- Security teams report directly to the CISO in half (48%) of organizations, whereas 25% report to the CIO, followed by 12% that report to the CEO, according to the ISACA survey, State of Cybersecurity 2021 Part 2, in partnership with HCL Technologies. The survey was sent to more than 3,600 cybersecurity professionals holding an ISACA Certified Information Security Manager certification.
- Of the organizations that have their security teams reporting to their CIO, it is possible the CISO also reports to the CIO, the report notes. ISACA found regardless of who a security team reports to — CISO or CIO — there is an insignificant difference on how a company views cyberattacks or confidence in detection abilities.
- The differences lie in how other executives view cyberrisk assessments and the board's prioritization of cybersecurity. The majority of organizations (76%) perform risk assessments to ensure their regulatory compliance, followed by data loss prevention (54%) and improved communication of security policies and procedures (51%).
Though titles differ among the C-suite, shared business goals remain a constant. IT and cybersecurity have broken through the backroom function and into the thick of business continuity because when security is disrupted, so is the business.
The board closely watches the CIO and CISO's shared responsibility in business outcomes. However, the survey indicated that security teams reporting directly to the CISO, as opposed to the CIO, might have some business-oriented benefits, according to Rob Clyde, board chair at ISACA, advisor for ShardSecure, and executive chair of White Cloud Security. Sixty-one percent of the CIOs surveyed believe their board of directors prioritizes cybersecurity, whereas only 47% of CISOs say the same.
When the CISO is at the top of the security reporting structure, companies likely have a greater executive buy-in for risk assessments and cybersecurity-business goals alignment. "However, the ideal reporting structure will really depend on the organization," Clyde said.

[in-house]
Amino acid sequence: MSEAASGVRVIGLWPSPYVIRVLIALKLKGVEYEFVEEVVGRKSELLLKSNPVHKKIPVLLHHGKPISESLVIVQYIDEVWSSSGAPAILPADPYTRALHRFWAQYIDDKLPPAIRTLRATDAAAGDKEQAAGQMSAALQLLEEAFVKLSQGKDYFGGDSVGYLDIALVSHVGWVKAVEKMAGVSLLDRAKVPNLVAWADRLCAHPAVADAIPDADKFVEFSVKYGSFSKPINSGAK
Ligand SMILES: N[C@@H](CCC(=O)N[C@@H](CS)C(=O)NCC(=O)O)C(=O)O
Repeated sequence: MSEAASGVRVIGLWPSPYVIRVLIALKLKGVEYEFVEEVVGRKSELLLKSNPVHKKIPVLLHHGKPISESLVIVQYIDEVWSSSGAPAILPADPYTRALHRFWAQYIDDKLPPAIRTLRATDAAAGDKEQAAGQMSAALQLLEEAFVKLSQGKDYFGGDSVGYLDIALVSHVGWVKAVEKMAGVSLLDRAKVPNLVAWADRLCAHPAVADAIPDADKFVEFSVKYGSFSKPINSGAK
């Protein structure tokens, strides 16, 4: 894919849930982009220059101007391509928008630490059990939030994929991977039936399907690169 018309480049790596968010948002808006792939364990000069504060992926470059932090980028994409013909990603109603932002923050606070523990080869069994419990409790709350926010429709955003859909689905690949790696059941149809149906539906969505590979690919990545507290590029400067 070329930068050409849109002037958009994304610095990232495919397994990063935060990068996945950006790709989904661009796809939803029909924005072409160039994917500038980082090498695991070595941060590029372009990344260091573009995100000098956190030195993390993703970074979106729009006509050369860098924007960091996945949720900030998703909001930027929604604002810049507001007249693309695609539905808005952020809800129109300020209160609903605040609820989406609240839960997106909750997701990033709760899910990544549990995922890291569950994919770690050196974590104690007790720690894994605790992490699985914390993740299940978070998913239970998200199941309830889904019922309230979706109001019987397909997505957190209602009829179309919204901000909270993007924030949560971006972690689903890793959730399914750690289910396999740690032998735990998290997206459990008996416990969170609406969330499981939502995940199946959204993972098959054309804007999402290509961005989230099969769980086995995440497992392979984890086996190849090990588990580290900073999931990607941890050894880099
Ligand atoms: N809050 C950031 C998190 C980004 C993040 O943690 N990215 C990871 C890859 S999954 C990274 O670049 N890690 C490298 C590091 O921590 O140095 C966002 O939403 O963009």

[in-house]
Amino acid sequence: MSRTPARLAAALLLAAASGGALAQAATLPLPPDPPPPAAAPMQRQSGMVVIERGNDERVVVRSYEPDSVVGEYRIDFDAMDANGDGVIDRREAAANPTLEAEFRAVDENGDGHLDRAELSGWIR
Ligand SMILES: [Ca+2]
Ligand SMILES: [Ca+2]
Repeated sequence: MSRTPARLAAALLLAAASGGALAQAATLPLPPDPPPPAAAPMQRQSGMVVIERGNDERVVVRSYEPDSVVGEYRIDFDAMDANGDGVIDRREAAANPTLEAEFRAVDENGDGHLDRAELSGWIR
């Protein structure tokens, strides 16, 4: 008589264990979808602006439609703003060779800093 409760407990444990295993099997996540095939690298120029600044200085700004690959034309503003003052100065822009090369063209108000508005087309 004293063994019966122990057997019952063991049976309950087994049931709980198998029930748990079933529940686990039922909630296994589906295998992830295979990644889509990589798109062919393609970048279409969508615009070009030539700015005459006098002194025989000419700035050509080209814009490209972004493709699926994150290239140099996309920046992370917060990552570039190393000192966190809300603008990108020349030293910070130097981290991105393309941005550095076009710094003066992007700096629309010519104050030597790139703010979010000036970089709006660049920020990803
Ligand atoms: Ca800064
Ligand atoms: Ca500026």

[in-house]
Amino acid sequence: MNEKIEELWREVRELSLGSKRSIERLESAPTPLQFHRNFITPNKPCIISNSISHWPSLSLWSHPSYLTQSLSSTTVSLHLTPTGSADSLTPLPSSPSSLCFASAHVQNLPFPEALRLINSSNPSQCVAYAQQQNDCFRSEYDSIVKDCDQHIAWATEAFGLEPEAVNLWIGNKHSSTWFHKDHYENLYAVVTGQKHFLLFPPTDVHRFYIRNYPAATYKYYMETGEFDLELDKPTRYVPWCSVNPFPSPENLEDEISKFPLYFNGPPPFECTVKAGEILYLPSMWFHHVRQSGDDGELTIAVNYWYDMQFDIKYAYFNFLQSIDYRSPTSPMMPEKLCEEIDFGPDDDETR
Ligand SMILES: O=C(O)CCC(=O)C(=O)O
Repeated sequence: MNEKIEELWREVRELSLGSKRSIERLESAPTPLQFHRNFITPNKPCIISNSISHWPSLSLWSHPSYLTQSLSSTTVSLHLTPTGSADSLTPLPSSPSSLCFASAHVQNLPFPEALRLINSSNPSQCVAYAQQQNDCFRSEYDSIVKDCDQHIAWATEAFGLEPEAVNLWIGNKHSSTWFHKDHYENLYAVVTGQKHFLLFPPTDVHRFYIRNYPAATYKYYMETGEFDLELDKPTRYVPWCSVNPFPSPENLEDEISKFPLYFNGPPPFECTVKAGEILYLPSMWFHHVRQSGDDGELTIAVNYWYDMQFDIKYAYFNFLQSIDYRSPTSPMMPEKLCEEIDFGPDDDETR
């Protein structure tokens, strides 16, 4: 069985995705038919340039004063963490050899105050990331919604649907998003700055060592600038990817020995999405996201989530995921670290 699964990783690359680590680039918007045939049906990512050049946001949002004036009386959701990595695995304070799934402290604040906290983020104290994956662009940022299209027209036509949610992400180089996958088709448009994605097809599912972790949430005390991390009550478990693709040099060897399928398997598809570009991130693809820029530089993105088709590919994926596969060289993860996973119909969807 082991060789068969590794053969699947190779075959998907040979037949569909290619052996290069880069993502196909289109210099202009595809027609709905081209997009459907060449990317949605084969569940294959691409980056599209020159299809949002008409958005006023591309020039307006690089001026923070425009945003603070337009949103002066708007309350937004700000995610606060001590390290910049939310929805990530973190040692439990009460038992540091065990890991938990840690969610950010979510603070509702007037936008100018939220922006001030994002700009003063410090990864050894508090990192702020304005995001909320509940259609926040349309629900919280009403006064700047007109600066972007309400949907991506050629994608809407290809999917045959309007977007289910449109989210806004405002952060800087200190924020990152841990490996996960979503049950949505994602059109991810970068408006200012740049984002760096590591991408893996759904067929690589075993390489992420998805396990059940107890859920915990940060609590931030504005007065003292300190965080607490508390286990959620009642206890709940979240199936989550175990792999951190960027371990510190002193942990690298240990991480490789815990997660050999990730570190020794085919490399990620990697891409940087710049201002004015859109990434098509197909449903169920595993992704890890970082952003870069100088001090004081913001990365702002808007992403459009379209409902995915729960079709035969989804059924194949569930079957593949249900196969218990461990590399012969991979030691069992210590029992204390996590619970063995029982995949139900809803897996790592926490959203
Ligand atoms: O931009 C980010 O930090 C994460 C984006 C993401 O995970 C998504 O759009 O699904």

"CISOs need to be able to clearly articulate how cybersecurity strategy is connected to IT and business strategy, and CIOs need to be able to do the same with how they link IT to cybersecurity and business goals," said Clyde.
Pulling in top leadership can also signal public prioritization of cybersecurity. SolarWinds CEO Sudhakar Ramakrishna testified before Congress in March, and in June, Colonial Pipeline CEO Joseph Blunt did the same following the companies' respective hacks. It brought the top leadership of the company, not just the top security executive, to the forefront of owning cybersecurity mishaps.
Over the years, the CISO title has become more prevalent in response to high-profile cyber incidents. A 2020 study by Cybersecurity Ventures predicted 100% of Fortune 500 companies would have a CISO-equivalent role by 2021, however the report expected many of the roles to be left unfulfilled because of insufficient qualified candidates.
However, despite the CISO role meaning different things for different companies, responsibilities tend to bleed into governance, privacy, risk, emerging technologies, disaster recovery and innovation, according to Clyde and the ISACA report.
"In a very large organization, the CISO organization is likely to have many different heads of different areas of security reporting to the CISO," Clyde said. "In most cases, it doesn't make sense to have multiple heads of security with different specialties reporting directly [to] the CEO or CIO."